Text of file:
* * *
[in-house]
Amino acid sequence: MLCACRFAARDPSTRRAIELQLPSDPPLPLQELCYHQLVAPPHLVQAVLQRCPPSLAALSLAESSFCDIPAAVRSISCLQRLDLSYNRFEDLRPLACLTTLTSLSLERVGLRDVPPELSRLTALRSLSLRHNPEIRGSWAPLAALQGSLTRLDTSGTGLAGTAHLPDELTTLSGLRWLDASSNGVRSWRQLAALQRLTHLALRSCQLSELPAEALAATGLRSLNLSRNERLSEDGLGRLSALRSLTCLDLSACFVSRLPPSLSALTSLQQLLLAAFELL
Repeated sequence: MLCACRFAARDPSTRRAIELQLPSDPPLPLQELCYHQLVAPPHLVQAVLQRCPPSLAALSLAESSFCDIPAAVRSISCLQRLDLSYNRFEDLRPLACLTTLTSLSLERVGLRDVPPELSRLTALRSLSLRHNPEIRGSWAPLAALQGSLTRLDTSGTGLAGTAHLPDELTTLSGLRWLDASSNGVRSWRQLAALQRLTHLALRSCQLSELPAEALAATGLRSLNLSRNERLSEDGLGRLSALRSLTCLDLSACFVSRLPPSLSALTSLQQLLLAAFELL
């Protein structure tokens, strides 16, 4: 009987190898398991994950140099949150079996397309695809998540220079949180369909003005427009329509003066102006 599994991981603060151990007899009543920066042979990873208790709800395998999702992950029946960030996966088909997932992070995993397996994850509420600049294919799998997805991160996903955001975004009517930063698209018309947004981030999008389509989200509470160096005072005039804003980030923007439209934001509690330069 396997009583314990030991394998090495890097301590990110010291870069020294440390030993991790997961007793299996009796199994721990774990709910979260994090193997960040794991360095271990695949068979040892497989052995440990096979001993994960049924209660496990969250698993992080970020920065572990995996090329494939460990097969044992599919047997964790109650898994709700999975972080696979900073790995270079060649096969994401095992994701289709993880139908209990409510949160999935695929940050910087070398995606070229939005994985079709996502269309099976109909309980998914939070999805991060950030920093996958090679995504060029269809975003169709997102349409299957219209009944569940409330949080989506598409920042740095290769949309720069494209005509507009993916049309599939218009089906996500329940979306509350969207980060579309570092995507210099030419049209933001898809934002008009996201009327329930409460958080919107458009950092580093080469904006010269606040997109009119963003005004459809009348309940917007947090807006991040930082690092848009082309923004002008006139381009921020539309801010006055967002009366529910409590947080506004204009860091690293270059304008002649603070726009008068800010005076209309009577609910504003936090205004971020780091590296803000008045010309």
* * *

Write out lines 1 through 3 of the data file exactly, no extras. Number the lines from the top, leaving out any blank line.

[in-house]
Amino acid sequence: MLCACRFAARDPSTRRAIELQLPSDPPLPLQELCYHQLVAPPHLVQAVLQRCPPSLAALSLAESSFCDIPAAVRSISCLQRLDLSYNRFEDLRPLACLTTLTSLSLERVGLRDVPPELSRLTALRSLSLRHNPEIRGSWAPLAALQGSLTRLDTSGTGLAGTAHLPDELTTLSGLRWLDASSNGVRSWRQLAALQRLTHLALRSCQLSELPAEALAATGLRSLNLSRNERLSEDGLGRLSALRSLTCLDLSACFVSRLPPSLSALTSLQQLLLAAFELL
Repeated sequence: MLCACRFAARDPSTRRAIELQLPSDPPLPLQELCYHQLVAPPHLVQAVLQRCPPSLAALSLAESSFCDIPAAVRSISCLQRLDLSYNRFEDLRPLACLTTLTSLSLERVGLRDVPPELSRLTALRSLSLRHNPEIRGSWAPLAALQGSLTRLDTSGTGLAGTAHLPDELTTLSGLRWLDASSNGVRSWRQLAALQRLTHLALRSCQLSELPAEALAATGLRSLNLSRNERLSEDGLGRLSALRSLTCLDLSACFVSRLPPSLSALTSLQQLLLAAFELL